Clinical Evidence that Turmeric Could Cause Hyperoxaluria
Both turmeric and cinnamon are spices high in oxalate. These spices are often taken as supplements in higher amounts than might be consumed in a typical diet. This prompted researchers from the Department of Family and Consumer Sciences at the University of Wyoming to look into the effects of these supplements on urine oxalate levels. To determine this, they conducted a small clinical study to see how much oxalate from turmeric and cinnamon supplements would be absorbed. (i.67, 82)
The turmeric supplements used in the study contained 19.69 mg of oxalate per gram of turmeric. Taking them would easily exceed the ADA's recommended maximum daily intake of oxalate. To put this in a dietary perspective, spinach (considered an oxalate-rich food) contains about 7.5 mg of oxalate per gram. (i.67, 82)
Eleven healthy participants were randomly assigned to take either 3.0 g/day of cinnamon or 2.8 g/day of turmeric for four weeks. They were also told to eat only a specific low-oxalate diet for the 24-hour period prior to each day their urine was tested. The researchers measured participants' urine oxalate levels two, four, six and twenty-two hours after taking the supplements. (i.67)
After adjusting for the oxalate normally synthesized and excreted by the body, they determined the oxalate absorption levels for both cinnamon and turmeric. Results showed that the participants absorbed 8.2% of the oxalate in turmeric and 2.6% of the oxalate in cinnamon. Because of this, the researchers warned that turmeric supplements could increase the risk of kidney stones in people who are prone to them. (i.67)
Warnings Against Turmeric Supplements
So turmeric has high amounts of soluble, absorbable oxalate. Does this mean people who develop kidney stones should avoid turmeric supplements? Some medical doctors and experts suggest the answer might be no. They indicate that warnings about eating oxalate-rich foods and the ADA daily intake limit of 50 mg/day may be unwarranted, for several reasons: (i.81-82)
ADA recommended maximum intake of 50 mg/day is not an accepted standard. For example, the National Kidney & Urologic Diseases Information Clearinghouse gives no maximum daily oxalate limit in their fact sheet provided for kidney stone prevention. And the doctors from the University of Chicago Medical Department suggest that restricting oxalate intake to 100 mg/day or less (double the ADA standard) may be prudent if a person has hyperoxaluria. (i.84-85)
Evidence suggests other dietary factors are more relevant than oxalate content. Some doctors and dietitians recommend avoiding oxalate-rich foods and spices to prevent kidney stones. However, some studies indicate this may not be the best advice. In fact, there is evidence that contradicts these recommendations. One study showed that vegetarians who consume high levels of oxalate-containing foods are actually less likely to develop kidney stones. (i.81, 86)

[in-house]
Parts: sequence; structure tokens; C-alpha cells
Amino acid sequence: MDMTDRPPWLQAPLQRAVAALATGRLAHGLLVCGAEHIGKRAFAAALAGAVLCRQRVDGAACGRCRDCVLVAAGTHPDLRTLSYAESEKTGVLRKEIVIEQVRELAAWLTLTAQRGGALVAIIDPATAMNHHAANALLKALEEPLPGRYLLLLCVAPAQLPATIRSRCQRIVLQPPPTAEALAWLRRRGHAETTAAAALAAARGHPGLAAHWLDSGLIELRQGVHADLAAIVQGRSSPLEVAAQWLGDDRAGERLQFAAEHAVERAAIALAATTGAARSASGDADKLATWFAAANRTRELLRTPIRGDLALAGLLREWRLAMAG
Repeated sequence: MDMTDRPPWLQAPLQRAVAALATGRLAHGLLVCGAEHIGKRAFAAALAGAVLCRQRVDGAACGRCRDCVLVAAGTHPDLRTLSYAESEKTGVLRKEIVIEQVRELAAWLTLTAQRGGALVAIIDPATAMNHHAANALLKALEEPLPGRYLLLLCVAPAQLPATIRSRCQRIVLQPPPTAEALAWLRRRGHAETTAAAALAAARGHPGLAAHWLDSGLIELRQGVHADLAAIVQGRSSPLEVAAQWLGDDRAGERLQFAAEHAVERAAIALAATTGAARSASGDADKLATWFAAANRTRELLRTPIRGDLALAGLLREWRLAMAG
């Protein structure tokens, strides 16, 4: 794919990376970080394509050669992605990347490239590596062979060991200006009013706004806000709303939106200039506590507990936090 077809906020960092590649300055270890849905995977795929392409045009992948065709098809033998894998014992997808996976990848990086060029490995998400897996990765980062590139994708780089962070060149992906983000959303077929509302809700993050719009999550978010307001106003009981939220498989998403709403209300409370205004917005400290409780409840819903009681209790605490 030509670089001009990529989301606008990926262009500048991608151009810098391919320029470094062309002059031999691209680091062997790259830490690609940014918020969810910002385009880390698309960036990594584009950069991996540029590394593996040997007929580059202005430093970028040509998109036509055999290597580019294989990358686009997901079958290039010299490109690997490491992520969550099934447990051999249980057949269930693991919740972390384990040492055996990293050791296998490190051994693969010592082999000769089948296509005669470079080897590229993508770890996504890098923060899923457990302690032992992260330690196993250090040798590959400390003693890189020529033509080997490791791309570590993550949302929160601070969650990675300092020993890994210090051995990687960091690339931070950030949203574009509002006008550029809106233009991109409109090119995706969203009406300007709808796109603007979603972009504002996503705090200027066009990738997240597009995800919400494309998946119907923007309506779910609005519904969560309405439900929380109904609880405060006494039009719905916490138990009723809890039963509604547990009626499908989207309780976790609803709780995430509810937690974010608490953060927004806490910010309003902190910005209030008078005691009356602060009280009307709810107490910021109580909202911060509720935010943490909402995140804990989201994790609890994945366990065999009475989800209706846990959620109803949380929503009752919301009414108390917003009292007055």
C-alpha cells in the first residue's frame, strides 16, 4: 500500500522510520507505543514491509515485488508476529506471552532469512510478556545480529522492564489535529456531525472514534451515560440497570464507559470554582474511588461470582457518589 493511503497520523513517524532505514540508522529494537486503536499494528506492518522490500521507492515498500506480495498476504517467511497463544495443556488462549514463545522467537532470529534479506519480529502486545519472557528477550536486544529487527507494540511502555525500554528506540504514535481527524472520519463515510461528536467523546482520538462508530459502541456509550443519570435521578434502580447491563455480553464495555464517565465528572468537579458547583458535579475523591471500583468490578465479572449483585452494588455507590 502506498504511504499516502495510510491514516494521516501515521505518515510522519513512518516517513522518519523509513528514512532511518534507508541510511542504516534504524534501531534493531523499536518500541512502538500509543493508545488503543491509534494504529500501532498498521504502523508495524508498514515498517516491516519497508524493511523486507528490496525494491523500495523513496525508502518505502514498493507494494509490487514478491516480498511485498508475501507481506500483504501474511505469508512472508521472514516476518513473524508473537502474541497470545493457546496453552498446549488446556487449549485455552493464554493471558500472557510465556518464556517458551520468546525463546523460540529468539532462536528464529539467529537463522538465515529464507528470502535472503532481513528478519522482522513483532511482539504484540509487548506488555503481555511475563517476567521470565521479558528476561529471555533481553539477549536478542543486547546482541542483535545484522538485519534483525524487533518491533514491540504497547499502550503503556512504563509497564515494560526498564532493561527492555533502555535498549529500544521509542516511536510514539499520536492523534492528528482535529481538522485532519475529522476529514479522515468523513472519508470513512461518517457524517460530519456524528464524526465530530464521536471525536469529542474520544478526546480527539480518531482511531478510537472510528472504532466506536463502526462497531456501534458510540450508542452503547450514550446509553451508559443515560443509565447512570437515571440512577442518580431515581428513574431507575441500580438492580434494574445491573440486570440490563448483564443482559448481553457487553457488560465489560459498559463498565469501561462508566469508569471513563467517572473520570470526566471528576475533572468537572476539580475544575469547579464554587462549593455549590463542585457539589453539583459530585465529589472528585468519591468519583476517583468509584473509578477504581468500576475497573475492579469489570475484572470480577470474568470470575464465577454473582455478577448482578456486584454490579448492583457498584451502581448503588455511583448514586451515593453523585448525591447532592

Clinical trial results indicate that other dietary factors are more important than simply avoiding foods rich in oxalates. These factors include limiting animal protein, taking in enough calcium, and increasing fluids. One example of the impact of other dietary factors comes from a randomized, controlled, long-term clinical trial involving men prone to kidney stones. Some participants followed a low calcium diet. Others ate a diet that limited animal protein and sodium but kept normal calcium intake levels. Those who ate less meat and limited salt intake had almost 50% less kidney stone recurrences than those who followed a restricted calcium diet. Oxalate intake for both groups was the same — about 200 mg/day — 4 times the ADA maximum. (i.81, 86)
Calcium counteracts high oxalate food content. As suggested above in the clinical trial comparing normal and reduced calcium intakes, a review of multiple studies showed that the balance of calcium and oxalate is more predictive of kidney stone formation. In fact, increasing calcium intake can offset extremely high consumption of oxalate-rich foods. Calcium's counteracting effect was even noted in the clinical trial comparing oxalate absorption from cinnamon and turmeric. (i.67, 83)
Turmeric's Protective Effects May Outweigh Risks
People at risk of kidney stones should consult with their doctor regarding dietary and other changes that may increase that risk of forming stones. However, while turmeric is rich in absorbable oxalate, other dietary factors can offset high dietary consumption of oxalate. Turmeric's health benefits may outweigh any increased risk for developing kidney stones. (i.87)
According to some research, these benefits include preventing certain types of kidney stones. Recent lab results suggest that curcumin (the primary polyphenol in turmeric) could actually help prevent dangerous (but rare) struvite kidney stones from developing. (i.87)
Additional animal studies indicate that the curcumin in turmeric can prevent injuries to kidney tissue caused by shock wave lithotripsy. This is a commonly used treatment to break up kidney stones too large to pass through the urinary tract. Rats given oral doses of curcumin before and after shock wave lithotripsy had far less scarred or dead tissue than the group not given curcumin. The researchers in this study attributed the positive results to curcumin's antioxidant effects against free radicals induced by the shock wave treatment. (i.88)
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